His favorite toy, even more so than his blue and green balls ... because it spits out crackers and treats!
As part of the TBR Canine Jar Challenge, Kindred was chosen by Enya
Kindred is her third pick from the jar this year,
I went into this expecting it to blow my socks off as I've seen many people raving about it, but that's not what happened. Don't get me wrong, I really enjoyed it, it was engaging, the plot was great, and I flew through it in no time, but it wasn't what I was expecting.
The writing was simplistic and easily readable. It didn't require much concentration or dedication to get through and I wasn't expecting that. I don't know if I am disappointed because my expectations were too high, or because the author approached the important topics of race relations and slavery using such simplistic language and writing style.
I went into it with something more complex in mind, a deeper hard to read story and message, but I feel it was overly simplified and somewhat dumbed down in order to entertain or make it a lighter read. I highly doubt it was used as a plot device for entertainment purposes, but at times it felt that way. Perhaps it's a victim of its time, had it been written more recently this wouldn't have been the case as today's readers are more open to the truth of the brutality and realism of slavery.
The above makes it sound like I didn't enjoy it, I did and I'm keen to read more by Octavia Butler, but I'm left with questions. The time travel just happens, there's no explanation given for Dana being pulled back in time. How was Rufus able to pull Dana back to his time? What effect did her interactions with her past relatives have on her present timeline, family, and bloodline?
Having just moved from Korea, Unhei is anxious that American kids will like her. So instead of introducing herself on the first day of school, she tells the class that she will choose a name by the following week. Her new classmates are fascinated by this no-name girl and decide to help out by filling a glass jar with names for her to pick from. On the day of her name choosing, the name jar has mysteriously disappeared. Encouraged by her new friends, Unhei chooses her own Korean name. I would love to use this in my classroom to encourage inclusion. People from different cultures are interesting and not weird. We should want to get to know them and their culture to better understand them.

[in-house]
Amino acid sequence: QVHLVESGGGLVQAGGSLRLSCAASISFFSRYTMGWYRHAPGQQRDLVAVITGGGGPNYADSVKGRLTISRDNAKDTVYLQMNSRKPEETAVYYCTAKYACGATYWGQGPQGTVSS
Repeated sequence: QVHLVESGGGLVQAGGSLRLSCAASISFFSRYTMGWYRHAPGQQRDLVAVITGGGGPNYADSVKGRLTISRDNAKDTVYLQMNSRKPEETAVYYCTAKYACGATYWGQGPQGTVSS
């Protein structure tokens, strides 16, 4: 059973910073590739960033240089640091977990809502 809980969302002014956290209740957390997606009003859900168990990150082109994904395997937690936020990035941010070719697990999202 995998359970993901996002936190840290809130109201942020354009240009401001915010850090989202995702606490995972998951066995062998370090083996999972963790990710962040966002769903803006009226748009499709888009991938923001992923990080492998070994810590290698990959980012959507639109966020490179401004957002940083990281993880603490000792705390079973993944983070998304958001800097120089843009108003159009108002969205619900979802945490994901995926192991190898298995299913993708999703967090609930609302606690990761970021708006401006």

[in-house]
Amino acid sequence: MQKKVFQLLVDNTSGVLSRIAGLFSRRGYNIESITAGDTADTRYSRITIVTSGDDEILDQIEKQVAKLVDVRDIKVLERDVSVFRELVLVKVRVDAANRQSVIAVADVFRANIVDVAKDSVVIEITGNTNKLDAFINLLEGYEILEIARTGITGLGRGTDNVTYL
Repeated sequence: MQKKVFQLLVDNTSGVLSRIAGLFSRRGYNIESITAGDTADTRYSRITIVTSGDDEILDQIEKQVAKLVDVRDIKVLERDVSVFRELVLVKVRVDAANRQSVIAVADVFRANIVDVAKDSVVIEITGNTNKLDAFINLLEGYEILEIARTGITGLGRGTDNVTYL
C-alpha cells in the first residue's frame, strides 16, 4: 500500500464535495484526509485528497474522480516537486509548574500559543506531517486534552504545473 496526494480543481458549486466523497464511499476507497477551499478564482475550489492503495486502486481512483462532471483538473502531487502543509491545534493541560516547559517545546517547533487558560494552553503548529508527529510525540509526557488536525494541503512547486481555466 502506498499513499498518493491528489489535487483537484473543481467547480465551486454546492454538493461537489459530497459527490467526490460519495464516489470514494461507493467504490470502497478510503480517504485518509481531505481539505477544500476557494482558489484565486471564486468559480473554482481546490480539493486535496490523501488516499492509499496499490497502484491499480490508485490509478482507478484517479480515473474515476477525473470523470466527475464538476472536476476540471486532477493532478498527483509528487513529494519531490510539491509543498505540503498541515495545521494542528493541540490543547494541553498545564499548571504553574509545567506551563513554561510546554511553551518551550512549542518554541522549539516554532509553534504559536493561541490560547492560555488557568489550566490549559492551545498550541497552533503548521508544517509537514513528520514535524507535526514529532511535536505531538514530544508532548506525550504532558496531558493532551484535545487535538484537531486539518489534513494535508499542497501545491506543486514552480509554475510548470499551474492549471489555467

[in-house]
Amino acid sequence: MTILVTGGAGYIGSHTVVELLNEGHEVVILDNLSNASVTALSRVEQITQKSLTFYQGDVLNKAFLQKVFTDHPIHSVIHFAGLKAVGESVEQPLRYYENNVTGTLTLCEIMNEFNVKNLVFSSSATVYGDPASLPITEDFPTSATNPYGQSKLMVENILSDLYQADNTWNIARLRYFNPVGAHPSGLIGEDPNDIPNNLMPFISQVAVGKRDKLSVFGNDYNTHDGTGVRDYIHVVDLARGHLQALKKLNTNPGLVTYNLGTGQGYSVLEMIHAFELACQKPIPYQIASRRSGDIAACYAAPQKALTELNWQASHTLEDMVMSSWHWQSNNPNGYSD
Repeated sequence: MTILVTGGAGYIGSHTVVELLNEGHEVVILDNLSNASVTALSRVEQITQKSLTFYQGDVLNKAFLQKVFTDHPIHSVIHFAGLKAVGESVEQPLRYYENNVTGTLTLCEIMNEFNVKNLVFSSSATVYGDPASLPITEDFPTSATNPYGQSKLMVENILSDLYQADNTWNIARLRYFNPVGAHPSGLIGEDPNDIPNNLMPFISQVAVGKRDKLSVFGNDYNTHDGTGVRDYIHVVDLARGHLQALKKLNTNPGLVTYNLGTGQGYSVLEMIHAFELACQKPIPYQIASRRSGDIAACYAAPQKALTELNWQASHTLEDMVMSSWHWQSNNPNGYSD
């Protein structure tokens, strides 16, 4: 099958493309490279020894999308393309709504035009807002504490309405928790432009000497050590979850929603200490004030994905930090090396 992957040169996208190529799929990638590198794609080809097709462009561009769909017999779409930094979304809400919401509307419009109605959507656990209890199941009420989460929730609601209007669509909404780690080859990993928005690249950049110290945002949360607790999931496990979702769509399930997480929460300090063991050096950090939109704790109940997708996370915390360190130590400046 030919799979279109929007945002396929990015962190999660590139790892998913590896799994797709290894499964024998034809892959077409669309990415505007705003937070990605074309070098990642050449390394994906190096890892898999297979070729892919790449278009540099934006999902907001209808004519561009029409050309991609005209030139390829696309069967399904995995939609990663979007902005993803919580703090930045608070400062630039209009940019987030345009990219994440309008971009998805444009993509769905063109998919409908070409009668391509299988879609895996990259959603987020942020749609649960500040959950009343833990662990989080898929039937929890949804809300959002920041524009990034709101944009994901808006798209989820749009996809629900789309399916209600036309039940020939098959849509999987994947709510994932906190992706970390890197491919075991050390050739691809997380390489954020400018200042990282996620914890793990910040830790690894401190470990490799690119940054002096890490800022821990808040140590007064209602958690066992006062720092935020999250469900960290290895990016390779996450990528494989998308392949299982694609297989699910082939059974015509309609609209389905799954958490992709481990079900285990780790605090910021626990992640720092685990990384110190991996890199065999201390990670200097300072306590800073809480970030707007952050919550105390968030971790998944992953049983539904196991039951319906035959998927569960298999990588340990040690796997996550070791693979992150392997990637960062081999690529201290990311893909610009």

The Never Ending Story is one of my favourite books from childhood, I read and re-read this book many times and also watched the movie over and over until the tape was basically unplayable. It's been a long time since I last read it and as my hubby bought me a new copy for Christmas I thought, why not? There's no time like the present. My childhood copy is now owned by my daughter along with my original copy of The Hobbit. No chance of me ever seeing those again.
I went into this book with lots of fond memories and I was a bit apprehensive that reading it now would possibly spoil those memories, but I am glad to say that didn't happen. I enjoyed it just as much as I did as a child. I had forgotten how vivid and imaginative the world of Fantastica was. Even now I still felt the same wonder I had as a child at the possibility of being able to physically travel through the world within a book. I have to say, it felt a bit neverending once I moved into the second part of the book. The grown up me found the second half a bit of a slog and somewhat of a flop, just like the second movie.
Reading it for the first time as an adult, I picked up on many things that I had missed as a child. The hidden meanings and messages that had gone over the head of the younger me were there for the older me to dissect and ponder on. I remember as a child always getting frustrated when I was completely immersed in the story and then bam, up pops those dreaded words “But that is another story and shall be told another time.” I remember being desperate to know what became of those stories, I didn't want to move on until I had journeyed to the end of one story. The Adult me sees the cleverness behind the words, all stories are at their heart a neverending story, each could branch off into another, and another, and so on. There's a world of endless possibilities out there, stories waiting to be told.
I was disappointed with The Taxidermist's Daughter. I found it to be dull, slow, and easily forgettable.
The characters were flat, under established and faceless. They merged into one another rather than standing out as individuals. The plot was dull and uneventful and plodded along extremely slowly. There was no tension or anticipation. No thrill of a mystery being unravelled and revealed. Nothing to draw me in. I honestly didn't care who did what to whom and the conclusion was as much of a let down as everything that came before.
There were, however, small parts where the portrayal of the surroundings stood out. The descriptions of the environment really shined at certain points. It was dark and stormy and created a wonderful gothic atmosphere, but sadly this was a rare occurrence. Like the characters, the different settings were all very similar and merged into each another.
Overall, I found The Taxidermist's Daughter to be dull and tedious and not one I would recommend.